Most teachers have been in this situation: In the middle of some important lesson, a student asks a great, but completely unrelated question. Do you follow the tangent and try to pick up your lesson plan another day? Or do you leave the question unanswered and risk discouraging students from expressing their curiosity?
This seems to happen frequently in my classroom. To manage these questions without derailing lesson plans or discouraging dialogue, we use what we what we call “The Question Board.” Ours is a large dorm room whiteboard that a colleague was giving away. It sits on the floor where all of my elementary students can reach it easily. Students are welcome to add questions to the board as they think of them. Sometimes I’ll ask a student with a question to write it on the board, either because it would take more class time than we have available for questions (e.g. “What made Stravinsky, Hildegard [von Bingen], Rossini, and Chopin want to be a composer and songwriter?”), or because I don’t know the answer (e.g. “How many words are in the longest song?”). Sometimes I’ll address the questions in a future class, but I often simply write an answer for students to read on their own the next day.
I’ve been impressed by the how the question board has increased student learning and engagement in music class. Some of the benefits were intended, but many were pleasant surprises.
• Questions don’t take class time. If I don’t want to discuss the answer to a question in class, I can write an answer after school and the students can read it the next day. No time is taken away from the planned instruction.
• Students can ask questions anonymously. When I was a kid, I was very interested in learning about music, but I was so shy that I never raised my hand to ask questions. The question board is a way to reach some of my quieter students who I’ve noticed writing questions that they wouldn’t ask in front of the class.
• Students can ask any question. The question board allows students to ask questions that are unrelated to the current lesson or unit. Some questions aren’t related to anything we’ve done in class, but probably reflect a musical experience that the question writer had outside of school. Others show students processing content that was learned earlier in the school year.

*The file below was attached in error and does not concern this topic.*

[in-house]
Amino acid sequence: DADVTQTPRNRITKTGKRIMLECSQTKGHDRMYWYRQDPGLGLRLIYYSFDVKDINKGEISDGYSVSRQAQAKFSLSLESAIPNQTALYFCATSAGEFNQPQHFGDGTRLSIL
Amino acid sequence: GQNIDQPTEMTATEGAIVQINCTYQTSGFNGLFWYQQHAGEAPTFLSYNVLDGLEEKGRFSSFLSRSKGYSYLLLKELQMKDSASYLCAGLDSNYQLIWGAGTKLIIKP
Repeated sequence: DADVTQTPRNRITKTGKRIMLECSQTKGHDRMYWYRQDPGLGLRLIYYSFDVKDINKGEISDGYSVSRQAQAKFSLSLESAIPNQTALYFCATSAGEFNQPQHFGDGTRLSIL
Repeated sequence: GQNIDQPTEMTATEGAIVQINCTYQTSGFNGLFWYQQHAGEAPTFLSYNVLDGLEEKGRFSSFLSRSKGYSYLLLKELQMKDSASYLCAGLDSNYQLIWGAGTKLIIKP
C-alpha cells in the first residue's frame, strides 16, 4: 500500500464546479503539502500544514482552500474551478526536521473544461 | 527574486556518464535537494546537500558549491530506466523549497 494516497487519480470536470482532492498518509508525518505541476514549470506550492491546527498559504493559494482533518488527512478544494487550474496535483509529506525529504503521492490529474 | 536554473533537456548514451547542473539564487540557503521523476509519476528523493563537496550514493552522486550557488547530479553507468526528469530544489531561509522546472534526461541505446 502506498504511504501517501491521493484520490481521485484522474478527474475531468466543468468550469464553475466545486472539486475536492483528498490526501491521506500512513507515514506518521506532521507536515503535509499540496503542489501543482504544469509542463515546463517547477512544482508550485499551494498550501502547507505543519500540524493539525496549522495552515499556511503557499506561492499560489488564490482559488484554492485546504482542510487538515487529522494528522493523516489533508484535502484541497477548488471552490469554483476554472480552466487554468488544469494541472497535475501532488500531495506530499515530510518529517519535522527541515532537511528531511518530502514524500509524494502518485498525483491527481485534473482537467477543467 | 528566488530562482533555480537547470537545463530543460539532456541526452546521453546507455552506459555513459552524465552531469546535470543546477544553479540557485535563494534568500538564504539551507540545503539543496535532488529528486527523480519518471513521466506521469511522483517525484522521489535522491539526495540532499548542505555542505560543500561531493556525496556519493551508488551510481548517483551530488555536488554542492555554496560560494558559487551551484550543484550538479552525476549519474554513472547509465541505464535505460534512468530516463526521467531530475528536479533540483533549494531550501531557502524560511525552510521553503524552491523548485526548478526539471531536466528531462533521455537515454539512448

• Questions reflect the connections that students are making between concepts taught at different points in the school year. My favorite questions are those that tie together topics that they’ve learned about separately. These questions are evidence of students’ deepening understanding of the interconnectedness of music. Or they can provide an opportunity to fill in context (e.g. “Did Stravinsky, Chopin, Rossini, and Hildegard write a song together?”)
• Questions can inspire new teaching ideas. Sometimes my students questions give me ideas for teaching. For example, one question on my board right now is, “Did Chopin like rock and roll?” Maybe I’ll make a lesson exploring hypothetical questions about how well-known composers might react to genres of music that they didn’t write. Would Chopin like rock and roll? If he wrote a rock song, how would it sound?
• Demonstrating how to find answers models research techniques. I believe that it’s important for my students to know that adults aren’t omniscient. It’s not as important to know everything as it is to know how to find the information that’s needed. When I find a relevant question on the board, I sometimes show my students how I find an answer. If they develop good research skills, they can continue learning by finding their own answers when they’re not in class.
• The teacher becomes the learner. My students’ questions ensure that I keep learning more and more about the topics that I teach. In the last month, I learned that the shortest recorded song is “You Suffer” by Napalm Death at 1.316 seconds, and the longest is Thom Yorke’s “Subterranea” at 432 hours. I found out that Chopin wrote his first piece, Polonaise in G minor, when he was only seven years old. I now know that it is estimated that the first known flute is about a hundred times older than the first recorder. And I continually learn about my students’ interests and the depth of their understanding through the questions they ask.
• Have two simultaneous conversations with students. The question board makes it possible to have a dialogue through written questions and answers while we are engaged in the usual oral and musical communication of class. Time is very limited in music class periods, so I seize any opportunity increase communication and connection with my students.
When I started using a question board, I was pleased that it fulfilled its intended purpose of recording questions that I couldn’t answer during class, but it has become much more. The question board is a way for students to connect, engage, and explore their curiosity. One of my second graders has become so interested in the question board that she told me that she wants to be a music researcher, and she has big plans to discover a new kind of note. Anything that inspires that kind of interest is worthwhile. I can’t wait to hear about her findings!